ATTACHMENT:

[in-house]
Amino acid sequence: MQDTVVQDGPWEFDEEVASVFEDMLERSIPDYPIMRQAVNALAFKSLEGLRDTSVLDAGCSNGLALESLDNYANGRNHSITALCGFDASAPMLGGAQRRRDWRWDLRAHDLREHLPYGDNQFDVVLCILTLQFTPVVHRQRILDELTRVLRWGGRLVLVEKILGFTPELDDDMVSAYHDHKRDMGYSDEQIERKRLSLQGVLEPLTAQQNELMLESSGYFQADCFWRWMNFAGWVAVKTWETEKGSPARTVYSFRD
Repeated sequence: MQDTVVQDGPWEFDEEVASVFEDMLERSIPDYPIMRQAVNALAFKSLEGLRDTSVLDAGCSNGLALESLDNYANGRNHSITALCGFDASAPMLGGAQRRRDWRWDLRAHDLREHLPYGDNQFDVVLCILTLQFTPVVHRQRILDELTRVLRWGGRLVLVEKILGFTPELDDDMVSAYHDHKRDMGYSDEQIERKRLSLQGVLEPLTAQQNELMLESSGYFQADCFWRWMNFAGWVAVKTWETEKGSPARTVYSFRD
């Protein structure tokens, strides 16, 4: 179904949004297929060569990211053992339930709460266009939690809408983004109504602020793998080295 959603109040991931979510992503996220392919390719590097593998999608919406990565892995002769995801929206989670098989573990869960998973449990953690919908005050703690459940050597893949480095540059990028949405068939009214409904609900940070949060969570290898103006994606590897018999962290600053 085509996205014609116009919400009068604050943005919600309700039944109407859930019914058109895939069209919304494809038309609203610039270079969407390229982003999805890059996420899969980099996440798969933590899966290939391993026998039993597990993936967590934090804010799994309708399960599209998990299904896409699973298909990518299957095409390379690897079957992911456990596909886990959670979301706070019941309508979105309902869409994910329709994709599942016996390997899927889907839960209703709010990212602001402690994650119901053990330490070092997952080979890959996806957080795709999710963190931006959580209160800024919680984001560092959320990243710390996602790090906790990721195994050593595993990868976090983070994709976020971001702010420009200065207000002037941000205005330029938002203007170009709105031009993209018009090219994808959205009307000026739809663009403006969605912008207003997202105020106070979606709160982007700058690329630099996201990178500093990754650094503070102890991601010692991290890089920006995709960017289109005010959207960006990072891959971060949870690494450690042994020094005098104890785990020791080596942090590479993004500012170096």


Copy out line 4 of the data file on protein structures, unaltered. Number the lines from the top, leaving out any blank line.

């Protein structure tokens, strides 16, 4: 179904949004297929060569990211053992339930709460266009939690809408983004109504602020793998080295 959603109040991931979510992503996220392919390719590097593998999608919406990565892995002769995801929206989670098989573990869960998973449990953690919908005050703690459940050597893949480095540059990028949405068939009214409904609900940070949060969570290898103006994606590897018999962290600053 085509996205014609116009919400009068604050943005919600309700039944109407859930019914058109895939069209919304494809038309609203610039270079969407390229982003999805890059996420899969980099996440798969933590899966290939391993026998039993597990993936967590934090804010799994309708399960599209998990299904896409699973298909990518299957095409390379690897079957992911456990596909886990959670979301706070019941309508979105309902869409994910329709994709599942016996390997899927889907839960209703709010990212602001402690994650119901053990330490070092997952080979890959996806957080795709999710963190931006959580209160800024919680984001560092959320990243710390996602790090906790990721195994050593595993990868976090983070994709976020971001702010420009200065207000002037941000205005330029938002203007170009709105031009993209018009090219994808959205009307000026739809663009403006969605912008207003997202105020106070979606709160982007700058690329630099996201990178500093990754650094503070102890991601010692991290890089920006995709960017289109005010959207960006990072891959971060949870690494450690042994020094005098104890785990020791080596942090590479993004500012170096």